During last weeks Windows 7 webinar, several URL’s were mentioned and we received requests and made a promise to provide those on our blog. Here they are:
Synergy. This is how Tim gets all of those monitors attached to more than 1 computer to work together as a unit.
Synergy lets you easily share a single mouse and keyboard between multiple computers with different operating systems, each with its own display, without special hardware. It’s intended for users with multiple computers on their desk since each system uses its own monitor(s).
Redirecting the mouse and keyboard is as simple as moving the mouse off the edge of your screen. Synergy also merges the clipboards of all the systems into one, allowing cut-and-paste between systems. Furthermore, it synchronizes screen savers so they all start and stop together and, if screen locking is enabled, only one screen requires a password to unlock them all. Learn more about how it works.
Peter Gallagher wrote an excellent blog post on how to do this, step-by-step. Susan says, “It’s easy!”
TechSoup Global is one of the most comprehensive technology resources for NGOs in the world. Working with corporate donors, including Microsoft, Adobe, Cisco, and Symantec, TechSoup provides nongovernmental organizations, nonprofits, libraries, and community-based organizations with the latest professional hardware, software, and services they need. These information and communication technology (ICT) donations are available alongside educational content, such as articles, webinars, and nptech community forums. As of June 2009, TechSoup Global has served more than 101,000 organizations, distributed more than 4.9 million technology donations, and enabled nonprofit recipients to save more than US$1.4 billion in IT expenses.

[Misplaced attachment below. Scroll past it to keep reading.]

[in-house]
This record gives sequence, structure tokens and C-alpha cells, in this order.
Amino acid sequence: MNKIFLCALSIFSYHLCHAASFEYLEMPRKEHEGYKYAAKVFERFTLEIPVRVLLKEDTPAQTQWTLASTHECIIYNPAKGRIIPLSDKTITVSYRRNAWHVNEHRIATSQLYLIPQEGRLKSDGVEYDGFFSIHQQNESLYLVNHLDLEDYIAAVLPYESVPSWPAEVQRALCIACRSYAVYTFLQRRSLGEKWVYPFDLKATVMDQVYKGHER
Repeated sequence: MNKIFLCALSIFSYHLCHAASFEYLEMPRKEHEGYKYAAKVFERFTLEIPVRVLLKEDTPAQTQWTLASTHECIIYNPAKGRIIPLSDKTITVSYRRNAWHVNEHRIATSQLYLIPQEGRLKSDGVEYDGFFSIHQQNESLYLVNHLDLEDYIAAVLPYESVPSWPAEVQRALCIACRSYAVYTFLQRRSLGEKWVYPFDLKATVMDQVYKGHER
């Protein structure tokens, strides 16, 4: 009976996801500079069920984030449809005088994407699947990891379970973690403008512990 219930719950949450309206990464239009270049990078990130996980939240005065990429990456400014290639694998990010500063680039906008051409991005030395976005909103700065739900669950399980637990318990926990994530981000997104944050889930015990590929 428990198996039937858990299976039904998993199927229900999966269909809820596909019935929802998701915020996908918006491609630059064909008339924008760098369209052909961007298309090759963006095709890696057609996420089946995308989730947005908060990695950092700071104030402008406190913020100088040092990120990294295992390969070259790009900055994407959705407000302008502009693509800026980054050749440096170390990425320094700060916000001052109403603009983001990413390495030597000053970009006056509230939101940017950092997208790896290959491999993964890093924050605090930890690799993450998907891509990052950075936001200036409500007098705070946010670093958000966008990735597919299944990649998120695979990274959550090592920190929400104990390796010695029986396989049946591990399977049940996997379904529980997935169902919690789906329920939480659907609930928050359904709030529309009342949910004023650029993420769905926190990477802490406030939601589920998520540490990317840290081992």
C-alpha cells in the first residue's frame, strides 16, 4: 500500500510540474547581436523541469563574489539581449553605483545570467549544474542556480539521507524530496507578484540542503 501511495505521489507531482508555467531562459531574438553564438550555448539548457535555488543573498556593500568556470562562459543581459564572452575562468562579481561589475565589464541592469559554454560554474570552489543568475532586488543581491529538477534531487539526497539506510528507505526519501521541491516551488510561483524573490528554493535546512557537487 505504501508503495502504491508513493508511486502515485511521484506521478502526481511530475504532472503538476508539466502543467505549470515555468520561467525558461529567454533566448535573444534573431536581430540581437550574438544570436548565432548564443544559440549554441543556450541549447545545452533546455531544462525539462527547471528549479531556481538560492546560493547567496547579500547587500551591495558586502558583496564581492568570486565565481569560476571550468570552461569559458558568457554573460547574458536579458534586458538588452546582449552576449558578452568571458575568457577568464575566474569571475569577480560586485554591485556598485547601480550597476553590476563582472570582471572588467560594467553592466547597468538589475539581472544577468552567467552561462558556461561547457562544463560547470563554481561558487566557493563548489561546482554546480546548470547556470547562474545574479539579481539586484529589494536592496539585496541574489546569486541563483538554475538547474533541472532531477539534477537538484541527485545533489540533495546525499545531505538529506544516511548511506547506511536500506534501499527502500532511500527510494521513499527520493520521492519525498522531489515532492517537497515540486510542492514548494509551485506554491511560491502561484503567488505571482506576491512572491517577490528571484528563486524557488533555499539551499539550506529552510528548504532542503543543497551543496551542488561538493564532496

These spreadsheets list the policy settings for computer and user configurations included in the Administrative template files delivered with the Windows operating systems specified. You can configure these policy settings when you edit Group Policy objects (GPOs).
You will need a Microsoft partner account to download these.
When you connect to a share hosted on SBS 2003 from a Windows 7 client joined to the domain and you select “Restore previous versions” or the “Previous Versions” tab under properties of the share/folder, you get a view that shows snapshots with the incorrect time, with share names missing and that cannot be restored. if you open the contents of the snapshot you notice that you are actually viewing the CURRENT contents of the network share and NOT the stored contents of the shadow copy snapshot that is stored on the server.
That blog post will show you which registry key you need to remove to allow Windows 7 to properly read Shadow Copy data in 2003.